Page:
In his “Memories and Portraits” Robert Louis Stevenson says: “Whenever I read a book or a passage that particularly pleased me, in which a thing was said or an effect rendered with propriety, in which there was either some conspicuous force or some happy distinction in the style, I must sit down at once and set myself to ape that quality. I was unsuccessful, and always unsuccessful; but at least in these vain bouts I got some practice in rhythm, in harmony, in construction and the coördination of parts. ... That, like it or not, is the way to learn to write: whether I have profited or not, that is the way. It was so Keats learned, and there was never a finer temperament for literature than Keats. It is the great point in these imitations that there still shines, beyond the student's reach, his inimitable model. Let him try as he please, he is still sure of failure; and it is an old and very true saying that 'Failure is the high road to suc
To him who has reveled in the glorious word pictures of Treasure Island, David Balfour, and Kidnapped, no other proof need be presented that the great novelist's method was effective, to all beside, the place which Stevenson holds in the world of letters will be assurance enough that he knew whereof he spoke. And if it be true that through the study and imitation of acknowledged masters, there comes proficiency in the written word, vastly more must such a method be valuable where skill in vocal expression is sought. The essayist may spend hours locating the word which brings out the exact shade of meaning he wishes to convey. The speaker must have the needed expression at his instant command. Thus it follows that the student of public speaking should make his own the best examples of oral phraseology available. He should bear in mind that the vocabulary of speech, must have qualities unnecessary and even undesirable in written composition; and that his hearer has but a fleeting moment to grasp the thought, where the reader may pause to ponder over the hidden meaning of some involved sentence. He must study those compositions which have stirred listening audiences. It is for the student of this class that the addresses contained in this brief work are presented.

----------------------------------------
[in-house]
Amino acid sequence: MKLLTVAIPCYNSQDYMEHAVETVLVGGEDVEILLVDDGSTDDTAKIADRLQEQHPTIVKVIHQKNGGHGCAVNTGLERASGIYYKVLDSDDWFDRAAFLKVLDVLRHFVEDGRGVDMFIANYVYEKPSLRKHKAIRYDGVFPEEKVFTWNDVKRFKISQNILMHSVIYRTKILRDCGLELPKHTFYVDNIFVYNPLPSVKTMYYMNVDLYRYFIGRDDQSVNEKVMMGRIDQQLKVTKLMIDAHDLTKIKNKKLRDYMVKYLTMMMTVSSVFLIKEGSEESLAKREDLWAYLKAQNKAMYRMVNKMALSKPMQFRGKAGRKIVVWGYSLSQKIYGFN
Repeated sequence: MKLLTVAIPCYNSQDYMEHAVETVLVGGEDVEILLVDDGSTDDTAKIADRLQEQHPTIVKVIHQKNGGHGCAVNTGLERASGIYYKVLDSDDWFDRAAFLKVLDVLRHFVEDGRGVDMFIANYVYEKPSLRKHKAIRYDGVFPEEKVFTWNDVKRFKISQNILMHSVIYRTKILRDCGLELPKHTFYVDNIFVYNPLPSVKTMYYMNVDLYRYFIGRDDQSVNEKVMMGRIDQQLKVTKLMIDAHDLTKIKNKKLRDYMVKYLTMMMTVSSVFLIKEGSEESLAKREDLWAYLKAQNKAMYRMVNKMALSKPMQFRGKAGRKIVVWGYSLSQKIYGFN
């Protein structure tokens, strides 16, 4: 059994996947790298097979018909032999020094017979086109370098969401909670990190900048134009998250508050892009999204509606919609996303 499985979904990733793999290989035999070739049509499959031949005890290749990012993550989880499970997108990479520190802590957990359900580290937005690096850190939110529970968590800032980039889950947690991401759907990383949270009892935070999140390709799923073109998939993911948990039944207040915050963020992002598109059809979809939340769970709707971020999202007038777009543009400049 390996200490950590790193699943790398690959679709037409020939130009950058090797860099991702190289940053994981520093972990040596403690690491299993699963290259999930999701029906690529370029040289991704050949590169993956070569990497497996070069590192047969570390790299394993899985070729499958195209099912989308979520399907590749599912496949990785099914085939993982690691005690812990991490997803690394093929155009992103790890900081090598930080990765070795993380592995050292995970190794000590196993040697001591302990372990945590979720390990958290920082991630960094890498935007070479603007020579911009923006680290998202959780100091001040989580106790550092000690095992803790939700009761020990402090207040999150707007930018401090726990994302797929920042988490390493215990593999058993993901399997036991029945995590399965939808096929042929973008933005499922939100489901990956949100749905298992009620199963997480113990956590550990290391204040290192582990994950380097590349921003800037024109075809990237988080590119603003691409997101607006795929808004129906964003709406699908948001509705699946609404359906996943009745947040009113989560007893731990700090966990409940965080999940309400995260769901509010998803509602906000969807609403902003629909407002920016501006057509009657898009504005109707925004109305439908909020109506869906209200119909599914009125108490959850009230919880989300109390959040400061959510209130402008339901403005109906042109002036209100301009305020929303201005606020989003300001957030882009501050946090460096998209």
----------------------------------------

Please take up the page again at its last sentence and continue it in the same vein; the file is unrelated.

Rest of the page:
It is well to familiarize one's self with the standard orations of all times, but the greatest good will come from the study of present-day examples. A century ago the speaker thought only of the audience before him: to-day, if he is a distinguished man, the “breakfast table audience” with the morning paper will be far larger than that within the sound of his voice. And so the style of oratory has changed, become more restrained and less verbose. That it has lost in this process none of its force and charm will be evident to all who read this collection of addresses bearing on the great war. It is not too much to say that in clarity of expression and felicity of phraseology some of the speeches of Woodrow Wilson will rank with those of his